Academic Lens: Our Differences Are Our Strength

Posted by Scott Allenby


Almost exactly two years ago Jacob Dombrowski ‘13 (Middlebury College) gave a senior speech in assembly.  During his eloquent delivery, he shared, “If there is one bit of advice I can offer you all before I end my time here it is this: Do not be afraid of who you are. You’ll never make a difference in the world until you find out what truly sets you apart.”

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Jacob went on to say, “I, too, once felt that the fear of being different constituted a weakness. Now I understand that our differences are our greatest strengths. Only at a place like Proctor, where our differences are not only tolerated, but embraced, can we discover the best ways we are able to contribute to the world at large.

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During the 2014-2015 academic year, we have learned new concepts in our classes. We have had new experiences, and learned how to win and lose games with grace. We have spent terms abroad, survived Wilderness Orientation, and had moments of creativity, sadness, and jubilation. We have been living life with all its ups and downs as individuals within a cohesive community.

This emphasis on ‘living’ is what makes a Proctor education different, and as Jacob encouraged us to do in his speech, it is what we embrace. We know our educational model does not fit in the traditional prep school mold. By spending our time and energy capitalizing on our differences rather than following industry trends, we believe we are making a difference in our students’ lives.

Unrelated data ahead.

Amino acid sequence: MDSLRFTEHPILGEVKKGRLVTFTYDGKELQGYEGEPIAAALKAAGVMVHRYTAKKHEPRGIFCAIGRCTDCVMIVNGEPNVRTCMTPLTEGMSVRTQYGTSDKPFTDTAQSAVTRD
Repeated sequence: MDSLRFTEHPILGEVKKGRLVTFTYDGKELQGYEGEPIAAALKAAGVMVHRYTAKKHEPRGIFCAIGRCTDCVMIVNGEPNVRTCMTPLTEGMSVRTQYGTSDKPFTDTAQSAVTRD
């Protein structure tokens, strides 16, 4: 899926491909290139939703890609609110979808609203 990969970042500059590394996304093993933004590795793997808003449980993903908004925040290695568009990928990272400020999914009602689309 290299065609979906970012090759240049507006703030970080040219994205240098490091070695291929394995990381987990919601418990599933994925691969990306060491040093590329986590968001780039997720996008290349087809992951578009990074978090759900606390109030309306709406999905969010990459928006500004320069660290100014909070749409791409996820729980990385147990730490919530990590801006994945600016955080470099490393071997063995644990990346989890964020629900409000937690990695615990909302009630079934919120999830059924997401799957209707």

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Fifi ‘15 posted the final blog from European Art Classroom Sunday afternoon. In the blog comments, Dean of Faculty Karl Methven shared the following insights, “I was reading in Carol Dweck's book 'Mindset' this weekend about being open to new challenges and understanding that it takes time and great effort to make the most of our abilities. One example early in the text made me think of you: She says, ‘I once went to an exhibit in London of Paul Cezanne's early paintings. On my way there, I wondered who Cezanne was and what his paintings were like before he was the painter we know today. I was intensely curious because Cezanne is one of my favorite artists and the man who set the stage for much of modern art.’"

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Karl continues to quote Dweck, “'Here's what I found: Some of his paintings were pretty bad. They were overwrought scenes, some violent, with amateurishly painted people. Although there were some paintings that foreshadowed the later Cezanne, many did not. Was the early Cezanne not talented? Or did it just take time for Cezanne to become Cezanne?’ So imagine one time one of the people that set the stage for modern art was just like you! Dweck says in the line leading up to that passage, ‘And that's just the point. How can we know where effort and time will take someone?’”

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When we combine the growth mindset in Karl’s comment with a culture deeply rooted in celebrating differences, a pretty special school, like Proctor, emerges. It is the type of school that not only has an impact on each student’s journey, but on everyone it touches: parents, faculty, staff, alumni, and countless others. Here’s to continuing our trajectory of being different!

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